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Little John



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PostPosted: Thu Jun 13, 2013 9:45 am    Post subject: Reply with quote

There are several levels at which an issue such as this can be analysed.

In the first instance, some of the extreme animal-rights people are dangerously naive when it comes to the bio-security of our food chain. They will, I suspect, be likely to be shouting just as loud as everyone else if our food supply becomes compromised. Many of these people are also, just like the rest of us, fully complicit, whether they like it or not, in the destruction of wildlife in lots of less visible parts of the world and in less visible parts of the eco-system right here at home. They just focus on things like the badger, the fox, the deer and the seal because these animals are large, furry and have faces with big eyes.

On the other hand, the commercial types also often come out with a load of bullshit about being the so-called "real" stewards of the natural world. The fact is, there are very real commercial imperatives that bring such commercial interests into direct and irreconcilable conflict with the rest of life and it's funny how, one way or another, as the years, decades and centuries have passed, it is the rest of life that has always had to give ground.

In the final analysis, though, it's all bullshit. We have destroyed much of the biodiversity of life on earth already. Large swathes of mega fauna and mega flora have already been extinguished from the face of the earth over the last few thousand years and immeasurable damage has also been done to the hidden biodiversity at the bottom of our ecosystems on which all other forms of life depend. We humans, a single species, now appropriate around 30% of the total net primary productivity of the earth's living systems and what we have left for the rest of life has been seriously degraded. This degradation we have inflicted on the living systems of the earth as well as the poisons we are steadily pumping into them are now even causing changes to planet-wide, climate-regulation mechanisms. These current little local conflicts, then, over badgers and other poster-boy species amount to little more than squabbling over the scraps that remain.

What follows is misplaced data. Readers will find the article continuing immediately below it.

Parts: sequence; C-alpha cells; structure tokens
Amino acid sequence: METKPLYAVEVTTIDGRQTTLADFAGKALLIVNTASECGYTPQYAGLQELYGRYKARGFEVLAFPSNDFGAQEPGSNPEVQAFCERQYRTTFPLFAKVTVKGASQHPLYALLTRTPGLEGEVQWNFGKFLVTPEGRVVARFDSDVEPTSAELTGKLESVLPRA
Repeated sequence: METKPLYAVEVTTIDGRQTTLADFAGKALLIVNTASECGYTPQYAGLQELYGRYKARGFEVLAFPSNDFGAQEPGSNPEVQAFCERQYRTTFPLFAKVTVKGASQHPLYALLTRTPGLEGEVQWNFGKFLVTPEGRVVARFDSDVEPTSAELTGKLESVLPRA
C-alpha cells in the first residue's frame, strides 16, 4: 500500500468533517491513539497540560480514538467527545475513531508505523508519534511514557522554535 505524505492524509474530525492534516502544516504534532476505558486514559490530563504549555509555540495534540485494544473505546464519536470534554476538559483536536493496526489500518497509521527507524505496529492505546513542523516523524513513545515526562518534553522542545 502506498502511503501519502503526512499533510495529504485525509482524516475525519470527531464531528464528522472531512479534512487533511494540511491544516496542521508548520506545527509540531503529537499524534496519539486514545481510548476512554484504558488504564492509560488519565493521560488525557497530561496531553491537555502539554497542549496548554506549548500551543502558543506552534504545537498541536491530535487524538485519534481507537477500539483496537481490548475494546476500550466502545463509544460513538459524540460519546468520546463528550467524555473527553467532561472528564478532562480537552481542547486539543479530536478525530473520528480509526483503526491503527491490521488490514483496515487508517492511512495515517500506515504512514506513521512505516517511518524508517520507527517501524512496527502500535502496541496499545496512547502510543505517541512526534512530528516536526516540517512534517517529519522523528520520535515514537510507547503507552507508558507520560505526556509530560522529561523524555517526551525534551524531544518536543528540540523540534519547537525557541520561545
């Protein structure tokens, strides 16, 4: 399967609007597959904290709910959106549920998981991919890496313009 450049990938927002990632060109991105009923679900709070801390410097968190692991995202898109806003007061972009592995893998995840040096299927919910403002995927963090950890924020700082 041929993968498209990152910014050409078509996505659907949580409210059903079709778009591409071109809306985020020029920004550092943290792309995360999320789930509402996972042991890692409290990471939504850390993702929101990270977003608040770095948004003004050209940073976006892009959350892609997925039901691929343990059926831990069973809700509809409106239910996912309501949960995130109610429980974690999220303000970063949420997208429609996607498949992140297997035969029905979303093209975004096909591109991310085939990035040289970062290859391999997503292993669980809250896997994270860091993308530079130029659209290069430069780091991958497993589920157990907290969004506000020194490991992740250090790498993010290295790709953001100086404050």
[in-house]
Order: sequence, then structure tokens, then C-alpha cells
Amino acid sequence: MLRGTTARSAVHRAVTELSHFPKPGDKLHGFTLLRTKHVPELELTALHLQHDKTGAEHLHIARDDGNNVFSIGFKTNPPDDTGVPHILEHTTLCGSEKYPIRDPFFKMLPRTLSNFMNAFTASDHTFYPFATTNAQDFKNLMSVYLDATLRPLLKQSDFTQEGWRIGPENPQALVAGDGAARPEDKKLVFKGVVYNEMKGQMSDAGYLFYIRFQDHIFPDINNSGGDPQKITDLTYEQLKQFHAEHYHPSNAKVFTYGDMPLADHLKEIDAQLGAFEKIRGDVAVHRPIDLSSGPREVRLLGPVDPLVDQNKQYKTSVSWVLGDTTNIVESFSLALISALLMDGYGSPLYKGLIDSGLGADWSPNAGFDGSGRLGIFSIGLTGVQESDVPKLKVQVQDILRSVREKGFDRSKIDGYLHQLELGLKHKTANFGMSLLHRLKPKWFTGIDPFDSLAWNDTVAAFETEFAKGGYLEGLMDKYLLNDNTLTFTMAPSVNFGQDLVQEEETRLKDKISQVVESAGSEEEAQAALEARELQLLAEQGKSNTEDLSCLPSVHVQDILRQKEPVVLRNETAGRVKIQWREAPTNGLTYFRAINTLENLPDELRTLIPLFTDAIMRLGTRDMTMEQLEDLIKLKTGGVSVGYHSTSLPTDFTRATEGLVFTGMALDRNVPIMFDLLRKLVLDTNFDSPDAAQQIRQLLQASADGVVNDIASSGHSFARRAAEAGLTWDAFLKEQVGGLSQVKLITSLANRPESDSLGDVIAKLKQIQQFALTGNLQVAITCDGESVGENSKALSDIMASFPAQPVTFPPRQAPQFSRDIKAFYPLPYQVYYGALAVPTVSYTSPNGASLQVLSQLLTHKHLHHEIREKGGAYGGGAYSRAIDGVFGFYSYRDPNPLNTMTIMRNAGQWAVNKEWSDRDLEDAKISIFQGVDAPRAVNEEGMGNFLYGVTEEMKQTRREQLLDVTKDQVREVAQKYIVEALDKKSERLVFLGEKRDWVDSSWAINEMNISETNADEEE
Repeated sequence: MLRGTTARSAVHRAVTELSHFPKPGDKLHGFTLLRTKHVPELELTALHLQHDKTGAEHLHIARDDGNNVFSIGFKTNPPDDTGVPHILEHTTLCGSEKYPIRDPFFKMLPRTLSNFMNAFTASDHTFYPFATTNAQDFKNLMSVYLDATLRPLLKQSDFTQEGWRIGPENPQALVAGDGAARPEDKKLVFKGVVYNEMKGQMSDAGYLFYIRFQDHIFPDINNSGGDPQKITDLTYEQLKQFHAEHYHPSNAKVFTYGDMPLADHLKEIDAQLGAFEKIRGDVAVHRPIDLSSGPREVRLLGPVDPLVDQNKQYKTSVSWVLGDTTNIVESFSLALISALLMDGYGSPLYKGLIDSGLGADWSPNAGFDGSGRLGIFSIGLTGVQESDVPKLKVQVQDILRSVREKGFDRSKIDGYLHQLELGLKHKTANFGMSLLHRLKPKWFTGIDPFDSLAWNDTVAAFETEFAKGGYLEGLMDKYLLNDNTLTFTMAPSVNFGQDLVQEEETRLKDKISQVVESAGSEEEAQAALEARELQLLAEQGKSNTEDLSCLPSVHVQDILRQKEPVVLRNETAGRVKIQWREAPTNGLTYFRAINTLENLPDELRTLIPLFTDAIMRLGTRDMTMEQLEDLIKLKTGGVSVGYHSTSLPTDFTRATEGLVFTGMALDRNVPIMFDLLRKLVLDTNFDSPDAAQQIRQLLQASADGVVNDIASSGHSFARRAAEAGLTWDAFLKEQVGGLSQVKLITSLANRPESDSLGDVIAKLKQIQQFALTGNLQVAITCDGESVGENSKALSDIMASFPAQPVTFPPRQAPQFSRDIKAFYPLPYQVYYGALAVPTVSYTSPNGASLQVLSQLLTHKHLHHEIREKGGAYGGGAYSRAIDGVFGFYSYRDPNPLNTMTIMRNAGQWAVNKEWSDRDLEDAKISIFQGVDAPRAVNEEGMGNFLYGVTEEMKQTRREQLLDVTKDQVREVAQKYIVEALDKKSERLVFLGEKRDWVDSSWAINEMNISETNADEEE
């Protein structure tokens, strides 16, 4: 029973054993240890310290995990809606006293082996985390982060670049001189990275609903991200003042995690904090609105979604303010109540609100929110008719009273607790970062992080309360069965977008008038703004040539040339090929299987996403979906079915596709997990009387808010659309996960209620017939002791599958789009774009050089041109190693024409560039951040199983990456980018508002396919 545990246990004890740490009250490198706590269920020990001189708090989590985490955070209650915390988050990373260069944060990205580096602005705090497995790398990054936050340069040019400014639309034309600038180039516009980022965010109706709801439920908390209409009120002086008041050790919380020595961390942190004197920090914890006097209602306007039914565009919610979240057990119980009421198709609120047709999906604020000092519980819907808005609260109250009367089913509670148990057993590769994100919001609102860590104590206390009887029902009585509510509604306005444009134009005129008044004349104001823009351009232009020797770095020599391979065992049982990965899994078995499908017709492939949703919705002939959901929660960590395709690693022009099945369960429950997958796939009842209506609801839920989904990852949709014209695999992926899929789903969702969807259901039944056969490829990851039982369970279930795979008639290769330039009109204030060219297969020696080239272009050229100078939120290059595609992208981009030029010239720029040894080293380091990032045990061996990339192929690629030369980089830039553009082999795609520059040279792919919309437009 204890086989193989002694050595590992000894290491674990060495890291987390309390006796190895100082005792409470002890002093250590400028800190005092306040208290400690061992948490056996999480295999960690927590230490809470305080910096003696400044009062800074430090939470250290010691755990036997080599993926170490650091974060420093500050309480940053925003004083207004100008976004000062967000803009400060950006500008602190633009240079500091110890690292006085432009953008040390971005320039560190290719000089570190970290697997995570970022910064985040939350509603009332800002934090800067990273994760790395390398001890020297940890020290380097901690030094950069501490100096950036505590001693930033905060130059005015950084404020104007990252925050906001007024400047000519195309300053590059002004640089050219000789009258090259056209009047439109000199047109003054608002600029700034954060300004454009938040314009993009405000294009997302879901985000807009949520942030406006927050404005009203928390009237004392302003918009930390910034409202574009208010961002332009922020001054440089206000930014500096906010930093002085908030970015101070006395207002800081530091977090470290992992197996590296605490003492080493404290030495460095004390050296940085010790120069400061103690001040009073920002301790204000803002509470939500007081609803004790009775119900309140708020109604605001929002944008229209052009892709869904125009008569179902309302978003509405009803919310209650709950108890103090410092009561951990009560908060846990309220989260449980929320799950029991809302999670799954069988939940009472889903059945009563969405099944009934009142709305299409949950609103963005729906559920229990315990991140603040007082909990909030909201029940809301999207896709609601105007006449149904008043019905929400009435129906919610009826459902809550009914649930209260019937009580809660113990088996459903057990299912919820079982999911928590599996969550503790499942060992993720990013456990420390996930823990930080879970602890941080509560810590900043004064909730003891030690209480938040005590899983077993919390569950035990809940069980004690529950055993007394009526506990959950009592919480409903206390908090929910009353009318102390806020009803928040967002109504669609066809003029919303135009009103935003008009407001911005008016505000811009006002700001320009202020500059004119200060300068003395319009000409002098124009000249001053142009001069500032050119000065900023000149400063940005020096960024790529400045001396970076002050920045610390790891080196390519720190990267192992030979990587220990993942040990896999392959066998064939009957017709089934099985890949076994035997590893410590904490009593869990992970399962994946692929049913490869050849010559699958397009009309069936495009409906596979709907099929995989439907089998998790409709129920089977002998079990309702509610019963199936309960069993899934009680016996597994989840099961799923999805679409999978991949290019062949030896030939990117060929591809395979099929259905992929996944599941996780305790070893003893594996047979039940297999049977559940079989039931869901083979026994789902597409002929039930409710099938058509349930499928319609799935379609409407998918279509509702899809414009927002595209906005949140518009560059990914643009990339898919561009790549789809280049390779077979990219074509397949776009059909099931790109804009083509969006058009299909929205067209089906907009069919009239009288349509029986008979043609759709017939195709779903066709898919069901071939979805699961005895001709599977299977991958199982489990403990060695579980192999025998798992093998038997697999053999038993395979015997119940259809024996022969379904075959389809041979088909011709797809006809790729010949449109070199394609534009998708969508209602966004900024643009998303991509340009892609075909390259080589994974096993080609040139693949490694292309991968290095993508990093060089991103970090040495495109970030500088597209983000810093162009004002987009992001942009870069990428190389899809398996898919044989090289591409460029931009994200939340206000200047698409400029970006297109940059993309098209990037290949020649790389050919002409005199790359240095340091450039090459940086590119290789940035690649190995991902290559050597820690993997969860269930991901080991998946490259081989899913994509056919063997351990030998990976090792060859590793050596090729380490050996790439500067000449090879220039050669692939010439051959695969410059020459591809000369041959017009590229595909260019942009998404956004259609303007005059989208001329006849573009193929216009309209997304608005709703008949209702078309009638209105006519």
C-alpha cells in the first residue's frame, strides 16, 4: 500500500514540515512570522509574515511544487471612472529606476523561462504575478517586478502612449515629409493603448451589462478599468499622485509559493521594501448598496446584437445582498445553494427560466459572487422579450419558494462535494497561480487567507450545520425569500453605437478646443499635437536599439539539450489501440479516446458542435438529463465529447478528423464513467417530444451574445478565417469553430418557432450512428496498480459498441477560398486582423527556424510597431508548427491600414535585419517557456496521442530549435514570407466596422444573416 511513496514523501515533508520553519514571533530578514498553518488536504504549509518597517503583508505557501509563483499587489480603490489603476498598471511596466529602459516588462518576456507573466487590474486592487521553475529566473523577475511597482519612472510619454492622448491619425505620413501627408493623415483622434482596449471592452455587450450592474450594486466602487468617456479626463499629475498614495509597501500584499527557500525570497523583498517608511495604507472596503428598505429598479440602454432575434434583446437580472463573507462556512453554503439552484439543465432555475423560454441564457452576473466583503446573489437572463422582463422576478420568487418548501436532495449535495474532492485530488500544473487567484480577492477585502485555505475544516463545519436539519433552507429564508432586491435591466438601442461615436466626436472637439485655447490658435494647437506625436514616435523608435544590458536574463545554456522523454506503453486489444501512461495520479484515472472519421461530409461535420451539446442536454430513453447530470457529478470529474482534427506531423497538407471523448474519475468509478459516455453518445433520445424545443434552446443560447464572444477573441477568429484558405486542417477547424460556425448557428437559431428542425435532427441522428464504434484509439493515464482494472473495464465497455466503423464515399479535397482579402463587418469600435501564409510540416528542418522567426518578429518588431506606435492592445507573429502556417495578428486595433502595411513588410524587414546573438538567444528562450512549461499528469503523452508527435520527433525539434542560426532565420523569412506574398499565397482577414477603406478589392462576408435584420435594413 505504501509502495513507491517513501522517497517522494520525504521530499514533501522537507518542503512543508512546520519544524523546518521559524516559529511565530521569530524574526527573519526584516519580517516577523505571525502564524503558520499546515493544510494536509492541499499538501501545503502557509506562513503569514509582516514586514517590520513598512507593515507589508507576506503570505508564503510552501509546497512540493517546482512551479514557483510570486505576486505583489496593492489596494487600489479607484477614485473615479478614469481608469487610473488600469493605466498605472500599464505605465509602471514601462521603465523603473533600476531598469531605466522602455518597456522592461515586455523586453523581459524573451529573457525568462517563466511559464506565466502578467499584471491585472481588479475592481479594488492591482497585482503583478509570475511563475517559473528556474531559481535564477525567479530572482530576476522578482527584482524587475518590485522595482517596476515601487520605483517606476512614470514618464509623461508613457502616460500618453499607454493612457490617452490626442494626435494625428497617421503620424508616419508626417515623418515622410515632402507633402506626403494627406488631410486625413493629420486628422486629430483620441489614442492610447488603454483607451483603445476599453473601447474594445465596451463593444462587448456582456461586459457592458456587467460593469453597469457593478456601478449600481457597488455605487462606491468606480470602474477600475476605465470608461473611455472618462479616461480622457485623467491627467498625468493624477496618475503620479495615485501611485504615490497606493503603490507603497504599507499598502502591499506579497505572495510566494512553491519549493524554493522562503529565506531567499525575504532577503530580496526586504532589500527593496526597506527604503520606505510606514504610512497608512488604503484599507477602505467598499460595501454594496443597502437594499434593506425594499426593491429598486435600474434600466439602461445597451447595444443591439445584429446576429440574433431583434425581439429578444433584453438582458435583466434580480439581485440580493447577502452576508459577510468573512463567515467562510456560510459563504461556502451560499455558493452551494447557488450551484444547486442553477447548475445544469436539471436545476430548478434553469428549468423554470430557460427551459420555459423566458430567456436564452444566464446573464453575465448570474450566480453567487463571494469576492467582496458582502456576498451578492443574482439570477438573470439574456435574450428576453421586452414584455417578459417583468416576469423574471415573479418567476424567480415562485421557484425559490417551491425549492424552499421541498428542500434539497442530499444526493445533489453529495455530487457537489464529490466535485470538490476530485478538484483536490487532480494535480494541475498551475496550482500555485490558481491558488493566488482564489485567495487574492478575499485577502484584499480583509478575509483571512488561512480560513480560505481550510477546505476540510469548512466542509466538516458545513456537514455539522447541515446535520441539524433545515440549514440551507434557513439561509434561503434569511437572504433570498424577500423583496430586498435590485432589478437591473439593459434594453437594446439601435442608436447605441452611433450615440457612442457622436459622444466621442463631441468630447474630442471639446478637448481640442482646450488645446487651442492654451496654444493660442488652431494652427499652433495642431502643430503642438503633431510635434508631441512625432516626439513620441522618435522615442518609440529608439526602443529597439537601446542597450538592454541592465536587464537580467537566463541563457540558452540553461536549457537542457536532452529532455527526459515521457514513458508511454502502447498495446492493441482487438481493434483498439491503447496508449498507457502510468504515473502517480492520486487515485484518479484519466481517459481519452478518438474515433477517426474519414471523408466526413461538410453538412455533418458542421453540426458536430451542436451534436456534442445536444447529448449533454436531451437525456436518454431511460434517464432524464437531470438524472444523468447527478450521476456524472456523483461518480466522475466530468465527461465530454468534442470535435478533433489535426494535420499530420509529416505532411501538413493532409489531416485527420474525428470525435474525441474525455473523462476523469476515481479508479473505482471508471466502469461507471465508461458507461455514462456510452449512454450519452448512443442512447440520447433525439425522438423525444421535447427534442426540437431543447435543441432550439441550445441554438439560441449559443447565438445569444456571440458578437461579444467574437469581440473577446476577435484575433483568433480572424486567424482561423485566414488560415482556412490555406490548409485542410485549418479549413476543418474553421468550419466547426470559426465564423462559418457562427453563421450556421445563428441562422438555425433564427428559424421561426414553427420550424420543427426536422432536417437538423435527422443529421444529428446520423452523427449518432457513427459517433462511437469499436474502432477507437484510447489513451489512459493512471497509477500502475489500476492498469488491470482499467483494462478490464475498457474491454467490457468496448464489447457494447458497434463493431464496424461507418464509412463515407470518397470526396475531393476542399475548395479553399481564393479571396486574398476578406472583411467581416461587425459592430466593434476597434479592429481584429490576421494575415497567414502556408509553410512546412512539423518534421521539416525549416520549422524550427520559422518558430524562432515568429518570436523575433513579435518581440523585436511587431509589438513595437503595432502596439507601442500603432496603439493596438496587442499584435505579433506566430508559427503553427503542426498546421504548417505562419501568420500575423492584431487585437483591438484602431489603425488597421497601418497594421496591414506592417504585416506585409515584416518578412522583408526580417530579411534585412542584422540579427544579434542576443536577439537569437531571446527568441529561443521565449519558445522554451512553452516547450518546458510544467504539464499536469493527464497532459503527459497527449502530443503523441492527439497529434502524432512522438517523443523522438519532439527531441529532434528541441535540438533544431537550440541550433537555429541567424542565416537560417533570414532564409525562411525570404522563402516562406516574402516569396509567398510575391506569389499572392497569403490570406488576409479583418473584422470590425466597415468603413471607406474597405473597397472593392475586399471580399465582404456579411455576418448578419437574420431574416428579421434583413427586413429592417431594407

We are all damned.


Last edited by Little John on Thu Jun 13, 2013 8:30 pm; edited 8 times in total
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RenewableCandy



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PostPosted: Thu Jun 13, 2013 10:26 am    Post subject: Reply with quote

Are badgers edible Twisted Evil ?
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biffvernon



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PostPosted: Thu Jun 13, 2013 12:17 pm    Post subject: Reply with quote

Yes. A little googling for "badger recipes" is revealing.

They were included in the 1992 Wildlfie Act at a time when numbers were pretty low.

The spread of TB has probably been mostly by farmers moving cattle around the country. Back in a day, of course, vast numbers of cattle were moved across the country to London but these were one way trips with a TB stopping end. Over the last several decades farmers have been moving cattle willy-nilly back and forth on a scale that was unprecedented, and it is now too late to reverse the damage easily.

Badgers do have a predator - motor cars. Mine attacked one a few years ago and it cost me a few hundred quid for a new radiator and various bits of the front end of the car.